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Vioxx Suit Reach 10 Countries - National Law Journal Online - October 24, 2005

By: Peter Geier, Staff Reporter
National Law Journal Online
October 24, 2005

A Chicago-based plaintiffs' law firm has filed class actions on behalf of citizens from 10 countries who allegedly suffered serious injury or death from the pain medication Vioxx.

The latest action was filed last week on behalf of Polish citizens. In re: Vioxx Products Liability Litigation, MDL No. 1657, (E.D. La.).Similar litigation has been filed on behalf of Vioxx users in Italy, England, France, Australia, Canada, New Zealand, South Africa, Germany and the Netherlands, according to Kenneth B. Moll of Kenneth B. Moll & Associates, who has filed the actions.

The Vioxx litigation presents no better case for foreign claimants to be represented in U.S. courts. The production, the testing, the warning, the design of the drug-everything occurred here in the U.S., Moll said, adding that Merck distributed half the product to users abroad.

There's too much protection by the U.S. of companies whose [products] injure or kill foreigners who have no sufficient law to protect them in foreign countries, he said.

U.S. Venue Disputed Casey J. Stavropoulos, a spokeswoman for Merck, based in Whitehouse Station, N.J., said in an e-mail message that the company believes these claims are without merit and should not be litigated in the U.S. courts, as well as inappropriate for class treatment.

Each plaintiff represents an individual case involving a unique medical history and potential risk factors, Stavropoulos wrote. She added that Merck had acted responsibly in researching Vioxx before it was approved, monitoring it while it was on the market, then voluntarily taking it off the market.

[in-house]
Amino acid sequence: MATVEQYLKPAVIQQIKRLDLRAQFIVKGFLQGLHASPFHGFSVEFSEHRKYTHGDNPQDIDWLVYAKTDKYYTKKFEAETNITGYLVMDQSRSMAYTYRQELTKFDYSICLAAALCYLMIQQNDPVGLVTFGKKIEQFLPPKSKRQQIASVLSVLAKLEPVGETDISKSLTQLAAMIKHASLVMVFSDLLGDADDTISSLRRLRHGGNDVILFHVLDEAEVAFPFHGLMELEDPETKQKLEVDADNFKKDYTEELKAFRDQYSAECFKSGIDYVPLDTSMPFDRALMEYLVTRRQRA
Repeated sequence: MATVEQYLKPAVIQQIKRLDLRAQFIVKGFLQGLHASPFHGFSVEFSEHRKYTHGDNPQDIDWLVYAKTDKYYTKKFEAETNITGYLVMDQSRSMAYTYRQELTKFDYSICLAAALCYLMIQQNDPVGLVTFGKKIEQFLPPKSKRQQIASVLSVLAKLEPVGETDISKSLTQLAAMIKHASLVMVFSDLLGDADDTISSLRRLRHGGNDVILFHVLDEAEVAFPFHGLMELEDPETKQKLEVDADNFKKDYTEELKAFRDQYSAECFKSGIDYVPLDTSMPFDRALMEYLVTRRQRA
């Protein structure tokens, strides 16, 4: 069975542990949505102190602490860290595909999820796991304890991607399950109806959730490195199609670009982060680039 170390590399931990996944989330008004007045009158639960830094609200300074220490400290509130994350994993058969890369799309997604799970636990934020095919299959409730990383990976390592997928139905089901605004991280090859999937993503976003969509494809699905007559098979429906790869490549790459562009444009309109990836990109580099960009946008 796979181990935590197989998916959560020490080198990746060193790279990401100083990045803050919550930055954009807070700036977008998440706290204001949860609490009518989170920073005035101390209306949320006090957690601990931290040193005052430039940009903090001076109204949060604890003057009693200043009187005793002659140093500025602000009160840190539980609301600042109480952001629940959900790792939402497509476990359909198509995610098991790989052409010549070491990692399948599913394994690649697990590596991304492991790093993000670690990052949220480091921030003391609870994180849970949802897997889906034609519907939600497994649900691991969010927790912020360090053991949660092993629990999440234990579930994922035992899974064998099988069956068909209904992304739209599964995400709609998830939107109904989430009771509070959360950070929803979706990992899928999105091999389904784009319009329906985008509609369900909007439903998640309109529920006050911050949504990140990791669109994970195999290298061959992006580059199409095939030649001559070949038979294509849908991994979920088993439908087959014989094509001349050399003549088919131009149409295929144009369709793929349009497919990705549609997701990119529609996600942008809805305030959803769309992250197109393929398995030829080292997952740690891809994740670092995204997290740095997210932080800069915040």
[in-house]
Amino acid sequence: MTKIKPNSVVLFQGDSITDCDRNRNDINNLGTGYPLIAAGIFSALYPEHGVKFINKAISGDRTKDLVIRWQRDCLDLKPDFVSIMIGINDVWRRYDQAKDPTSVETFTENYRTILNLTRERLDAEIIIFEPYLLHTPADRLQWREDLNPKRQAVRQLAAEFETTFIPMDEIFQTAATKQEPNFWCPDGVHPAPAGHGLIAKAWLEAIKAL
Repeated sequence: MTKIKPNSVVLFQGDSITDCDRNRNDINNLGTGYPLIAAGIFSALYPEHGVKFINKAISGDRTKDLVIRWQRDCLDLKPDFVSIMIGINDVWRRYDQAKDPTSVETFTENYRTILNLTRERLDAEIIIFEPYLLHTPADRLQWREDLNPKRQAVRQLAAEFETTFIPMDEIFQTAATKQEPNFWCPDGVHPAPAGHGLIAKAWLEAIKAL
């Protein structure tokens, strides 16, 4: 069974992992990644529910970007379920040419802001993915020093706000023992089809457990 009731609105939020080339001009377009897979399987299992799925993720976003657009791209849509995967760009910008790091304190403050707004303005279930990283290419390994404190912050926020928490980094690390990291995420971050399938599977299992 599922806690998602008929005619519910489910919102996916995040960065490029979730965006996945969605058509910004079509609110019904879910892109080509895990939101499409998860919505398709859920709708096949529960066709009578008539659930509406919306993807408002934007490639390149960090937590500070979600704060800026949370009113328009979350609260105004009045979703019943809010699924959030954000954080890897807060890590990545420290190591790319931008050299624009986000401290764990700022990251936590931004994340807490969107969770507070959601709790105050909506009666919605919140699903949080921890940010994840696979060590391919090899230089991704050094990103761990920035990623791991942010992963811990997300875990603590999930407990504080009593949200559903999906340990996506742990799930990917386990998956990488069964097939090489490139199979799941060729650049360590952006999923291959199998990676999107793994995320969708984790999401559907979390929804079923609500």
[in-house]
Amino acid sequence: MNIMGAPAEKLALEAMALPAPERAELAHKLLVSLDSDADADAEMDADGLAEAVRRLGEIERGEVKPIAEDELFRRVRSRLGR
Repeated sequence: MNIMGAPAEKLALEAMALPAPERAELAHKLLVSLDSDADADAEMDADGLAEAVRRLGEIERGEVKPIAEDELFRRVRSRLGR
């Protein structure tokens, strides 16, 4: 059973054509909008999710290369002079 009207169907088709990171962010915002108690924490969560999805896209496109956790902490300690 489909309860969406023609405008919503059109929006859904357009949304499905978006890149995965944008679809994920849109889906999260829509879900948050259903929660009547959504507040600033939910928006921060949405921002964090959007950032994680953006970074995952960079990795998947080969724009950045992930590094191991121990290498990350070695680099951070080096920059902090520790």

In the first Vioxx trial in Texas state court last summer, a jury returned a $253 million verdict against Merck statutorily capped at $26 million. The second Vioxx case to go to trial currently is underway in a New Jersey state court.

The first trial in the federal multidistrict litigation is scheduled to start the week after Thanksgiving in Houston, where the cases were moved after Hurricane Katrina. In that case, Plunkett v. Merck & Co Inc., No.05-4046 (E.D. La.), the wrongful death plaintiffs allege that Plunkett's husband, Richard Irvin Jr., died of a heart attack at age 53 a month after he began taking Vioxx for back pain in April 2001.

Merck withdrew Vioxx-rofecoxib, marketed abroad as Coexx-from the worldwide market in September 2004, based on data that showed an increased relative risk for heart attack and stroke, beginning after 18 months of treatment in patients taking Vioxx compared with those taking a placebo, according to the company Web site.

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